The music that made so many people smile had one policy – the intentionally vague: ‘sunny outside tunes’. By and large we stuck to that, even though we had a range of guests (ten at the last count) with different tastes. People danced and sang, pedestrians did hops and skips in time to the funky rhythms, others whistled along, gave us thumbs up or came over to ask who a track was by. I’d say I probably enjoyed these interactions more than DJing to a busy dance floor (at those times you are usually worrying about keeping people dancing and nosy enquiries about the songs you’re playing, or requests for tracks you don’t have, just get in the way of cuing up the next record).

Aretha tribute

The whole idea of Coffee and Turntables was born from one song. On Saturday the 5th May I was pottering around my bedroom with my ipod classic on shuffle. There are about 14,500 songs on there so I’m always going to get something I haven’t heard for a bit. (Side note: I once lived with a Swiss man in Argentina who would refer to Peter’s Perpetual Playlist, essentially the fact that I always used the shuffle function and never seemed to actively chose an album or song.)

The ipod threw up its next choice and I started to dance as I folded clothes. I’d heard the song before but never thought about it much and definitely hadn’t heard it in years. The sun was streaming through the open blinds and it all seemed to gel perfectly. The music shouted SUN and GOOD TIMES, even though this was at odds with its ‘cloudy day’ lyrics. The track was What Do I Wish For by The Chi-Lites and if you haven’t heard it you should get it on now before you continue reading and you’ll see what I mean. In fact I’ll embed it here and you can listen as you continue reading. He’s gonna say “oooooooh” any second now.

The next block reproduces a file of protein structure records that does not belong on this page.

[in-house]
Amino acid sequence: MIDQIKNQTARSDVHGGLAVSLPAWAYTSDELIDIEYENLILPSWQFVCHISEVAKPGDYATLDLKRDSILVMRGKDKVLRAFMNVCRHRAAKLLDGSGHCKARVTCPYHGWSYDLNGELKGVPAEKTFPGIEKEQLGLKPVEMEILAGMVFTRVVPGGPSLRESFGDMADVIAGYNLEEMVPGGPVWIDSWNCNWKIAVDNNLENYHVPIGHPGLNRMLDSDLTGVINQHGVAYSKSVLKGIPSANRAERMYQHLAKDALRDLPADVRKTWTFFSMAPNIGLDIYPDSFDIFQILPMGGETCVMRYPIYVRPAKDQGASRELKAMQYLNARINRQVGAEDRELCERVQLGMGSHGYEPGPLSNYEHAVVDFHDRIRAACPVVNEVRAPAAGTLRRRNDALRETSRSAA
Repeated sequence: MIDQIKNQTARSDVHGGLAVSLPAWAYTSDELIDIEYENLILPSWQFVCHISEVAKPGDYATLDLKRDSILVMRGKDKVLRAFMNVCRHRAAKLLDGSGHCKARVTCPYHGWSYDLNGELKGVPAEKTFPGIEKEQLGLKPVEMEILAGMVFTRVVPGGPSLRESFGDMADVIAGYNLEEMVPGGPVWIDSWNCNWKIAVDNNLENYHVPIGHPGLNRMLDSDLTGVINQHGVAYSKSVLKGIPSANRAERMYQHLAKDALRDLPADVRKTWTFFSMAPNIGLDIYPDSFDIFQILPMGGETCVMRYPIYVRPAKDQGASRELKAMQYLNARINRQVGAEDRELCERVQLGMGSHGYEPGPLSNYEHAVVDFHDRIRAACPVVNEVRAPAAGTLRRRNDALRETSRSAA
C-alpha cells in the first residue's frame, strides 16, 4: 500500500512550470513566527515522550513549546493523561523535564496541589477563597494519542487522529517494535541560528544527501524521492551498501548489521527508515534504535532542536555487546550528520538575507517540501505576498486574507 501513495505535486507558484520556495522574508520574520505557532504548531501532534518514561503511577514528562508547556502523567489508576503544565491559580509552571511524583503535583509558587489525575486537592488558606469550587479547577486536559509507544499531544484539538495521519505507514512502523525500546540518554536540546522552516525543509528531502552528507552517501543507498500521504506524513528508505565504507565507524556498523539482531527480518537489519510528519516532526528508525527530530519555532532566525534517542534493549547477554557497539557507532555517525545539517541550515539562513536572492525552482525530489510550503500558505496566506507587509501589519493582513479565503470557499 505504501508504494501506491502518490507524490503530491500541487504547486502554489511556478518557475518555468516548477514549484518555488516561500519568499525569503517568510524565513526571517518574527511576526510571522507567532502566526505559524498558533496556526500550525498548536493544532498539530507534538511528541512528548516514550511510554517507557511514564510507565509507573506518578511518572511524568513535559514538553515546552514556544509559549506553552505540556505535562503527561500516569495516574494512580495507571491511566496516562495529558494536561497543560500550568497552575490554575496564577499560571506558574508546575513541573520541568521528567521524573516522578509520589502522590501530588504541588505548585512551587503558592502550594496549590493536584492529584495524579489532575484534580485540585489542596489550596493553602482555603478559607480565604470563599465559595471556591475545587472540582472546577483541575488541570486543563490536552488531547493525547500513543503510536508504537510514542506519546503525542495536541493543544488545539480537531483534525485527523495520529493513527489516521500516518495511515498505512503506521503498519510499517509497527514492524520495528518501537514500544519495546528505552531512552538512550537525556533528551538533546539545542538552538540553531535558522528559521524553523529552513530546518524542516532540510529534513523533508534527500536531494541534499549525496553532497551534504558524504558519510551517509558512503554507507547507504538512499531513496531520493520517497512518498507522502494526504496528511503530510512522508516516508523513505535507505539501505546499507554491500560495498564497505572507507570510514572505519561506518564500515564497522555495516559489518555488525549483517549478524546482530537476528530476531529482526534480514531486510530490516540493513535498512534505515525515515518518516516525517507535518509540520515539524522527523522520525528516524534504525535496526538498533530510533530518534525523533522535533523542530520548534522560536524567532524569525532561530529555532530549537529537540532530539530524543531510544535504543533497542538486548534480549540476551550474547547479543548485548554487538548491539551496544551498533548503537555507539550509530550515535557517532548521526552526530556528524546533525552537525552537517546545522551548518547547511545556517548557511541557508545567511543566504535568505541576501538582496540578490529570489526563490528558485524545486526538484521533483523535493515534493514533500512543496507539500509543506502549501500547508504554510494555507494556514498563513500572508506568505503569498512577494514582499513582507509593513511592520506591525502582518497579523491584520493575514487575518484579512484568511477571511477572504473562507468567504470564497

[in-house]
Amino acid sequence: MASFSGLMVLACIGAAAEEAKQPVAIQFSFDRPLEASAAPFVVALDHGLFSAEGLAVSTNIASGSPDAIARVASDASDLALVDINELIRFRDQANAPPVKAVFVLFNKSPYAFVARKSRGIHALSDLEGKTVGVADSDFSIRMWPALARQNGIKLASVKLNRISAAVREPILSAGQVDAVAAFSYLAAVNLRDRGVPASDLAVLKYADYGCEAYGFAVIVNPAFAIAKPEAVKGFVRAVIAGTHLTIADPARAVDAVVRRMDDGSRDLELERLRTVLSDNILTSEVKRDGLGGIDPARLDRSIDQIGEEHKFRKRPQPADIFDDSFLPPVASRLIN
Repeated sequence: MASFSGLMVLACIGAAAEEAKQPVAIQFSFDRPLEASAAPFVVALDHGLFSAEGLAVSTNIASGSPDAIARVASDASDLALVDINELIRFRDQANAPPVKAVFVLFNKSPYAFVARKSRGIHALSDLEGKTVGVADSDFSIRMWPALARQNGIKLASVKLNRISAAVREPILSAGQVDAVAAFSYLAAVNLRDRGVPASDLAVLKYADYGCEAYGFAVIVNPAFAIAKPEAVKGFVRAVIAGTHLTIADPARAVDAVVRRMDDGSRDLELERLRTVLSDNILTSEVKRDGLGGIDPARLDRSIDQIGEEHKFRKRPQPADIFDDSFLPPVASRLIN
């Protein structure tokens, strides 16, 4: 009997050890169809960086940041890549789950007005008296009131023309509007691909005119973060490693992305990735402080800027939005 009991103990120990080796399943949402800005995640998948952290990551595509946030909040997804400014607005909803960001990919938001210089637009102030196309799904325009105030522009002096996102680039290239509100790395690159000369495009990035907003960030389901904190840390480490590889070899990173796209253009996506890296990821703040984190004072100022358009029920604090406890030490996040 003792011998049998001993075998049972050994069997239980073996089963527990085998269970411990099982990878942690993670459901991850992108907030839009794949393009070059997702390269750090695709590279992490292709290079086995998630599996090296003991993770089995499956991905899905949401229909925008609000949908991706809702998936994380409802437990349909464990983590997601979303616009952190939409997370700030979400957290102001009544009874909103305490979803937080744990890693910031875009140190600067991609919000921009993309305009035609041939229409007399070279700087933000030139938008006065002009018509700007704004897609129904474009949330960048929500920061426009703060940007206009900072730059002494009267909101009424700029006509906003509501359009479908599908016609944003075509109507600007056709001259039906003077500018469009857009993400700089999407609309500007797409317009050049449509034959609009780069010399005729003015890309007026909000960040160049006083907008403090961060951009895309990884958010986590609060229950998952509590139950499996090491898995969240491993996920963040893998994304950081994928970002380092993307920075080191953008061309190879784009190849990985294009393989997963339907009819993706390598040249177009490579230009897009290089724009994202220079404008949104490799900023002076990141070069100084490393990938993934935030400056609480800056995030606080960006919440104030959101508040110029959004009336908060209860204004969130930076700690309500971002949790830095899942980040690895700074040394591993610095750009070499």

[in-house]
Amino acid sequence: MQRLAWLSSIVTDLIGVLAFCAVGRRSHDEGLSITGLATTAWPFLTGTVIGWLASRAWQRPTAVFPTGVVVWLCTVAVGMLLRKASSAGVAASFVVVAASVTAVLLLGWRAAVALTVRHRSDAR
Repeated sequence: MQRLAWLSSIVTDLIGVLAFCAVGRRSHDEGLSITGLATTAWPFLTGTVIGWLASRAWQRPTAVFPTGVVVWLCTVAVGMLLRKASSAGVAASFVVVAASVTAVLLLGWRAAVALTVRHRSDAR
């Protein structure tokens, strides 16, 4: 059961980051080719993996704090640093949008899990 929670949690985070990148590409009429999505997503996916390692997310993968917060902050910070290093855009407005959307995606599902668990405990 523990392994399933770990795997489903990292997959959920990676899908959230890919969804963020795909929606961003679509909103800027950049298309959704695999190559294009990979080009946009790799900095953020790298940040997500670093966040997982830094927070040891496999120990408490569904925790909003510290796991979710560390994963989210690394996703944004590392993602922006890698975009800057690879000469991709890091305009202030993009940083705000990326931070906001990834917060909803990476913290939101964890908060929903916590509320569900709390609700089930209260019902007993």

After a quick look on Discogs I realised it was cheap, so I bought it there and then. I skipped the ipod back and listened again and a thought started to gestate in my head. This song was gonna take its place in my record box for sure but it really belonged in the open air, free to float on the breeze.

Who could help me set it loose? I needed some Brazilian magic, a little touch of Rio de Janeiro. I called Ivan who had recently been a guest on my podcast, Hefty Tomatoes. “Ivan I’ve bought a record and I wanna play it outside in the sun this summer”. “That’s a brilliant idea, Peter leave it with me!”

I can’t remember all the details but beer and plotting were involved – usually at what we came to call the C&T office, the Botanical (Gin) Garden. Ivan sorted the venue and Coffee and Turntables gradually came to life. There was a setback when the cafe he found went bankrupt seemingly overnight but within seven weeks of me dancing in my bedroom whilst doing laundry, I placed that 7″ disc on the turntable, with the uncharacteristic British sun beating down on me, set the needle in the groove and fulfilled my wish. #lifegoals.

Coffee and Turntables ran for eleven weeks with ten events (we had to cancel one thanks to England’s unlikely progression to the quarter finals of the World Cup). It finished on Saturday with our biggest and, arguably, best one. We held it for eight hours rather than the usual four and concurrently with a record fair with local traders, which seemed fitting. Loads of people came down and gave us a great send off and it felt like a lovely way to round off the summer. We’ve been lucky in the UK this year and the usual dreary grey rain gave way to a blistering heat wave for much of it. Had we wanted to DJ outside any other year it would have been a different kettle of fish and people would have openly laughed at the suggestion, let alone come. Despite now being September 1st, the sun (or at least lack of rain) worked in our favour one final time, something we always attributed to our ‘patron saint’, Brazilian soul funk legend Tim Maia smiling down on us from his ‘world of rational energy‘.